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In a discussion about his endorsement by the International Association of Firefighters, Dodd likened himself to John Kerry in the 2004 campaign to suggest that Dodd could still win the nomination:
"John Kerry was at 4 percent in the polls in December of 2003, two points behind Al Sharpton and 22 points behind Howard Dean. And he ended up becoming the nominee of the party," he said Wednesday, August 29, 2007, on CNN's The Situation Room.
We find it's not a fair comparison. Dodd is not only understating Kerry's strength in the polls, but overstating his own.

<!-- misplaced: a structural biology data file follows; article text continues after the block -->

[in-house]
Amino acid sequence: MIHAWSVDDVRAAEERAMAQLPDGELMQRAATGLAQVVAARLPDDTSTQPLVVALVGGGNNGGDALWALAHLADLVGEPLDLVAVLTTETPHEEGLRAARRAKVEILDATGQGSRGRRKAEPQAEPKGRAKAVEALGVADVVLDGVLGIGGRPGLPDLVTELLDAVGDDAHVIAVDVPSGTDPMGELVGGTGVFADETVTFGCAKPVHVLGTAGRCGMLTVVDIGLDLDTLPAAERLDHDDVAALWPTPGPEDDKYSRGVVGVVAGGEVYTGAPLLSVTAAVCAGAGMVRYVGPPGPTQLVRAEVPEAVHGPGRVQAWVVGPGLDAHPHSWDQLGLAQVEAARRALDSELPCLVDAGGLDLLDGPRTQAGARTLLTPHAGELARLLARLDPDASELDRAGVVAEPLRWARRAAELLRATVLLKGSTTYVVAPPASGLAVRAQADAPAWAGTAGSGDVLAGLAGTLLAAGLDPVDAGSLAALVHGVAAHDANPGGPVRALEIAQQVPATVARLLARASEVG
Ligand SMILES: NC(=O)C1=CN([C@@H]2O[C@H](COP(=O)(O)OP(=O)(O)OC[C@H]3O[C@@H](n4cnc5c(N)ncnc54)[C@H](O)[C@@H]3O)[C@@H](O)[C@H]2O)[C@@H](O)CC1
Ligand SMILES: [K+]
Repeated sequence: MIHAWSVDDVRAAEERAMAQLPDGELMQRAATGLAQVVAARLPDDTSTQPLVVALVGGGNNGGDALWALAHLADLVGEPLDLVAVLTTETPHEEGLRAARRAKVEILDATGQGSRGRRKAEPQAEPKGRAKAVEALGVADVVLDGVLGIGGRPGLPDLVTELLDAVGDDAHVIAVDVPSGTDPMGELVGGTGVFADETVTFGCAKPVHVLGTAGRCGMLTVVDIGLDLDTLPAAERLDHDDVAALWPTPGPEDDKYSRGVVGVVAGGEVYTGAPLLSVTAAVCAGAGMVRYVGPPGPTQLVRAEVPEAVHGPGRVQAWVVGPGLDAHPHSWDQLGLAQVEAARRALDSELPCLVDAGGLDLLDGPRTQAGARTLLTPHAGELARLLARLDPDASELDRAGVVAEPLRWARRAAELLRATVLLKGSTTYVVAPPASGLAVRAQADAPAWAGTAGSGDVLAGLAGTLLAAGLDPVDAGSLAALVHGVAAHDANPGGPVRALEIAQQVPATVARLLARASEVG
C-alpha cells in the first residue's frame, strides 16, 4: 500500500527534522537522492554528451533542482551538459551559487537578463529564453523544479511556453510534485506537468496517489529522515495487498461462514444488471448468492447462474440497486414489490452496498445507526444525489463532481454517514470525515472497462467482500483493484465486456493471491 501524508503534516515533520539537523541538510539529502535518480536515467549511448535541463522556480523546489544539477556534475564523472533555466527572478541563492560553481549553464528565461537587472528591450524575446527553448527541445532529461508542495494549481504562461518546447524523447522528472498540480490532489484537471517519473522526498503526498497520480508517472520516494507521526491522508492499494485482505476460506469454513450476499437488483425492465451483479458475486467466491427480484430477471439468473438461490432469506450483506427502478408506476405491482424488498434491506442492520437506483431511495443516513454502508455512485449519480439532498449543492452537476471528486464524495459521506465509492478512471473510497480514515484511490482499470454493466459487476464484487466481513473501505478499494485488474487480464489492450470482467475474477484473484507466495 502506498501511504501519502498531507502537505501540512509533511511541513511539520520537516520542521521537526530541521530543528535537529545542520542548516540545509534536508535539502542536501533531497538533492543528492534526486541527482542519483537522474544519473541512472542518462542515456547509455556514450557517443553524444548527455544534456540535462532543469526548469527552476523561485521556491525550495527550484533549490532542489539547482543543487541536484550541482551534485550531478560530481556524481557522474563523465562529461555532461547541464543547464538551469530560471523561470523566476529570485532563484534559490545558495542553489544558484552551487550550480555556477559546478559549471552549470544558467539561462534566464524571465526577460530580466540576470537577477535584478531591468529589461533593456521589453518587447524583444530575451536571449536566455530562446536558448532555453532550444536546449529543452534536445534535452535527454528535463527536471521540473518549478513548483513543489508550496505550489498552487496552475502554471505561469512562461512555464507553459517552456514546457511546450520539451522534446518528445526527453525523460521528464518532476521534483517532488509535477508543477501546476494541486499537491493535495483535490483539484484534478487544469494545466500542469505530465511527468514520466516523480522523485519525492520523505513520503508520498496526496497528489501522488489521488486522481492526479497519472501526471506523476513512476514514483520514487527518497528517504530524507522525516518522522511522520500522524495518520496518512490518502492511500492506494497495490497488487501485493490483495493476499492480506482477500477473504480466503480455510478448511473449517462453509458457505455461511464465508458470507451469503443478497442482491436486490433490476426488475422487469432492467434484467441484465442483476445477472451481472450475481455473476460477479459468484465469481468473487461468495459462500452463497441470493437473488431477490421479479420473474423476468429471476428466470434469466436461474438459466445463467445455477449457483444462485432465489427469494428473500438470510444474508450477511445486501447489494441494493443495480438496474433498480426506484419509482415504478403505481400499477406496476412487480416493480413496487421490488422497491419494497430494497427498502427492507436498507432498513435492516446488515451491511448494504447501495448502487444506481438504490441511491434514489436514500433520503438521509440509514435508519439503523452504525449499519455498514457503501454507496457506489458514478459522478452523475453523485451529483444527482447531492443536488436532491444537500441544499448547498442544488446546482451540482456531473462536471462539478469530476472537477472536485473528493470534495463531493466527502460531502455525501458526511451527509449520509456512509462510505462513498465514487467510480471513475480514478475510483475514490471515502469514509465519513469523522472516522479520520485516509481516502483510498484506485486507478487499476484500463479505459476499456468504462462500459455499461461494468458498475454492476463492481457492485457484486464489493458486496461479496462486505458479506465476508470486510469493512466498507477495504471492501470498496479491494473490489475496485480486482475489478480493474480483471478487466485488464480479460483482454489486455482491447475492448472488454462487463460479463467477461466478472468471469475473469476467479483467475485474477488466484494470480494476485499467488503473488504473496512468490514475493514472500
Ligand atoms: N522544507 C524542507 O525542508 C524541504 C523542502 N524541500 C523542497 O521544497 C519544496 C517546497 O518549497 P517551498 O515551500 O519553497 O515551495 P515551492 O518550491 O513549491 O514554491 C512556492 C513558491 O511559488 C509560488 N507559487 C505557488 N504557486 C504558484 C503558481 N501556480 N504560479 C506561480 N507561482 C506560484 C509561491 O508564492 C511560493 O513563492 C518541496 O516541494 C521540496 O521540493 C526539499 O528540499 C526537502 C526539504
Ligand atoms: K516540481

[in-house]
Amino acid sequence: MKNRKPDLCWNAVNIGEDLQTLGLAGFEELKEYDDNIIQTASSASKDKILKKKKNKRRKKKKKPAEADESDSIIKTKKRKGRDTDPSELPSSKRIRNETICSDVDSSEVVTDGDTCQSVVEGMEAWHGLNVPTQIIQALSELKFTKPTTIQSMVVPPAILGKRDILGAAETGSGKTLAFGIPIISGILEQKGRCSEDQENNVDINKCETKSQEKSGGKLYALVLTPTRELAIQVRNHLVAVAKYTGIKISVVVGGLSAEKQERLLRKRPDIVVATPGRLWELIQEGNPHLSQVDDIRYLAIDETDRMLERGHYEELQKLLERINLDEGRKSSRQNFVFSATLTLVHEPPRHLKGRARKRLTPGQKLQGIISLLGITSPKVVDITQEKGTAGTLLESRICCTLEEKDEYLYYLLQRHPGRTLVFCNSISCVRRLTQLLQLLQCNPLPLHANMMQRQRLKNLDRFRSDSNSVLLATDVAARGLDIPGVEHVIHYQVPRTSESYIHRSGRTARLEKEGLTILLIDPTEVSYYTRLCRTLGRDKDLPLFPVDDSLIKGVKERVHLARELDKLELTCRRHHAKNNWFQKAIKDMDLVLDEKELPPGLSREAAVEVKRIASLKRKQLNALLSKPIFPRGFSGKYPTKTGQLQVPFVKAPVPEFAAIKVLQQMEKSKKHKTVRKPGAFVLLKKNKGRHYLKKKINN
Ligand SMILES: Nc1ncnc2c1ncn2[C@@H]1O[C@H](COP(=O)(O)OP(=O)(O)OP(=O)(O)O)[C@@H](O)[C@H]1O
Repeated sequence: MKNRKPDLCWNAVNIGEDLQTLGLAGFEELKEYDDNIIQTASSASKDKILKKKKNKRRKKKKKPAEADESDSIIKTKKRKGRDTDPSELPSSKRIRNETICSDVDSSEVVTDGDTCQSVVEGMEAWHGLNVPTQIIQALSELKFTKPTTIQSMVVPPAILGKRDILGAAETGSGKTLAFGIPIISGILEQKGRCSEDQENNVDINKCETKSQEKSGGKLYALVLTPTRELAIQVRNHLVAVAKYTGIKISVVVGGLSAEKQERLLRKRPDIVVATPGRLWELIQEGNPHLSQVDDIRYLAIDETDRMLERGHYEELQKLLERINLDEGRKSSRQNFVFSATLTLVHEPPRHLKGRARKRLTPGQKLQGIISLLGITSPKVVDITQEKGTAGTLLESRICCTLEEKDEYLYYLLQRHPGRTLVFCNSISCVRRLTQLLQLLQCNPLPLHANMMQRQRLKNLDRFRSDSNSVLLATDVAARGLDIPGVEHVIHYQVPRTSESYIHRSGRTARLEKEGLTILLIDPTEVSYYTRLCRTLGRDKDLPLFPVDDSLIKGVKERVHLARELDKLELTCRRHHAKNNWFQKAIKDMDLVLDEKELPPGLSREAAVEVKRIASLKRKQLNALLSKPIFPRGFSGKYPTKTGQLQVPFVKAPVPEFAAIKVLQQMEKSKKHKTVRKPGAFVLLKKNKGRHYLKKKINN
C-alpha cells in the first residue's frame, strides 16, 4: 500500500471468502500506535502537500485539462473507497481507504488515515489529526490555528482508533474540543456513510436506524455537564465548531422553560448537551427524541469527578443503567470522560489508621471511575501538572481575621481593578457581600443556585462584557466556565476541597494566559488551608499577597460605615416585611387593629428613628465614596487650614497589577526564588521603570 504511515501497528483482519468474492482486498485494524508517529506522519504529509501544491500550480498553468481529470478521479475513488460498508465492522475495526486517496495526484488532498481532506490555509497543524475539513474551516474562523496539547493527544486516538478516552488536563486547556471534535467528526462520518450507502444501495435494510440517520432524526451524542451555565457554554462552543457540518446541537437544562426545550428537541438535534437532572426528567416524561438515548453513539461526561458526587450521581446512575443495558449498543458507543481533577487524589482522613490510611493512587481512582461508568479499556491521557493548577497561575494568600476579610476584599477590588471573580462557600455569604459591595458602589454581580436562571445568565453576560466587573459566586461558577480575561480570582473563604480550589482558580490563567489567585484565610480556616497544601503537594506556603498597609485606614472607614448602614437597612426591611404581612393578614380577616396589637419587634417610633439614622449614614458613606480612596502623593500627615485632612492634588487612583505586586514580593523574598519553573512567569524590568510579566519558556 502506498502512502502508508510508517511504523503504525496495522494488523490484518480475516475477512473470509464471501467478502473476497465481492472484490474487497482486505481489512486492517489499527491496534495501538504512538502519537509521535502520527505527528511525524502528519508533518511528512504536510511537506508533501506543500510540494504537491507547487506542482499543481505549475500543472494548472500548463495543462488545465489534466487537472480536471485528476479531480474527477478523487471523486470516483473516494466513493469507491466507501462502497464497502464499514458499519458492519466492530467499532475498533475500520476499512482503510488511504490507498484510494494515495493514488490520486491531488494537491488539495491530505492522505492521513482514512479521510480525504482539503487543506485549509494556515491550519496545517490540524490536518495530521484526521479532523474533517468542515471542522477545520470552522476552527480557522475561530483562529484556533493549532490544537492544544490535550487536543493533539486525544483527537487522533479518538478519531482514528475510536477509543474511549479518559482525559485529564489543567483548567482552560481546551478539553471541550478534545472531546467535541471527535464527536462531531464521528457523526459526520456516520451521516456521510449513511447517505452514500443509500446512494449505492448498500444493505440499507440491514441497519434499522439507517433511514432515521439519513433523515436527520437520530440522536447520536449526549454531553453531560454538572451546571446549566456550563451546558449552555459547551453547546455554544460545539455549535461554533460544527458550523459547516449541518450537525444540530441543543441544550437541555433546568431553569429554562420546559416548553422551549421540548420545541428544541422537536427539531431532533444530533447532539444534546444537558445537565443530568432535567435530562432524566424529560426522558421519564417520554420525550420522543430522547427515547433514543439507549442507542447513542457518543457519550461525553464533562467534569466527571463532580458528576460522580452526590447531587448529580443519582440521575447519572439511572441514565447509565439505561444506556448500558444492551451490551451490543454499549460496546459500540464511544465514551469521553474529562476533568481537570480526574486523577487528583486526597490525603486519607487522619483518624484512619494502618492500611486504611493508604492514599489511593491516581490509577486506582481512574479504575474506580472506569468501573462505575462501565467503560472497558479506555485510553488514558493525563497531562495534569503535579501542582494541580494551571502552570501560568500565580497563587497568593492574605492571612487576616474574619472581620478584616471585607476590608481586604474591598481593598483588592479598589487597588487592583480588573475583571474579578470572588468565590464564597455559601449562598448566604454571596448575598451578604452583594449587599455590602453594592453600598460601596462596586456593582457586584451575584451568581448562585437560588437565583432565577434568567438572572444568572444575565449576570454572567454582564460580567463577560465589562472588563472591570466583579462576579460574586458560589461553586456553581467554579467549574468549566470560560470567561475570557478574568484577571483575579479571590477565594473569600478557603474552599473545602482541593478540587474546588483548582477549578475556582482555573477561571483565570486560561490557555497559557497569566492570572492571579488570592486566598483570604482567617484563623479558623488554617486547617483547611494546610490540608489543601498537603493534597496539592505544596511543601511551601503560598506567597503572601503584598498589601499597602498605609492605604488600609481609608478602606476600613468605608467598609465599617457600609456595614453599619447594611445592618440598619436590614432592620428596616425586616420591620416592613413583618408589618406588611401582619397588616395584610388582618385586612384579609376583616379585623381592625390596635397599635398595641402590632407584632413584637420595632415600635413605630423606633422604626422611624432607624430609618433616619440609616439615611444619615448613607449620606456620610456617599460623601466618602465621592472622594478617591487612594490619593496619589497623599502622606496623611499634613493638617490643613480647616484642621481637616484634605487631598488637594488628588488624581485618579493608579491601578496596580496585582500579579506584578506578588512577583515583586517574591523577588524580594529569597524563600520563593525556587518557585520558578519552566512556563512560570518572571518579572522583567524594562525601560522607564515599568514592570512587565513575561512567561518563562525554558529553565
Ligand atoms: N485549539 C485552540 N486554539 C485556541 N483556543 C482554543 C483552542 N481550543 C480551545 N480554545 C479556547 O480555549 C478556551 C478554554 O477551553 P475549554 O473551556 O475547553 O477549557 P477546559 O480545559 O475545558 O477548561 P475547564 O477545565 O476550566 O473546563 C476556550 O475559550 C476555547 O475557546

First, his subtraction was off, which the Dodd campaign acknowledged in an e-mail to us last week. Dodd was citing a Dec. 10-13, 2003, CBS/New York Times poll. It showed Kerry at 4 percent, behind Al Sharpton at 6 and Dean at 23 (The subtraction error was that Kerry was 19 percentage points behind Dean, not 22 points as Dodd said).
Dodd chose to cite polls that showed Kerry at an especially low point — 4 percent. Indeed, there were four polls showing Kerry at that level.
But other polls that same month showed Kerry with more support. There were other polls that had him between 5 and 8 percent, and two that had him at 10 percent.
Dodd's biggest stretch is his attempt to liken his poll standing to Kerry. In most polls conducted this year that include him, Dodd registers at 1 percent. He's topped out at 2 percent about five times. Even Carol Moseley Braun polled better in 2004.
And anyway, does Dodd really want to be comparing himself to Kerry? Refresh our memory here, but didn't the senator from Massachusetts ultimately — what's that word again? — lose?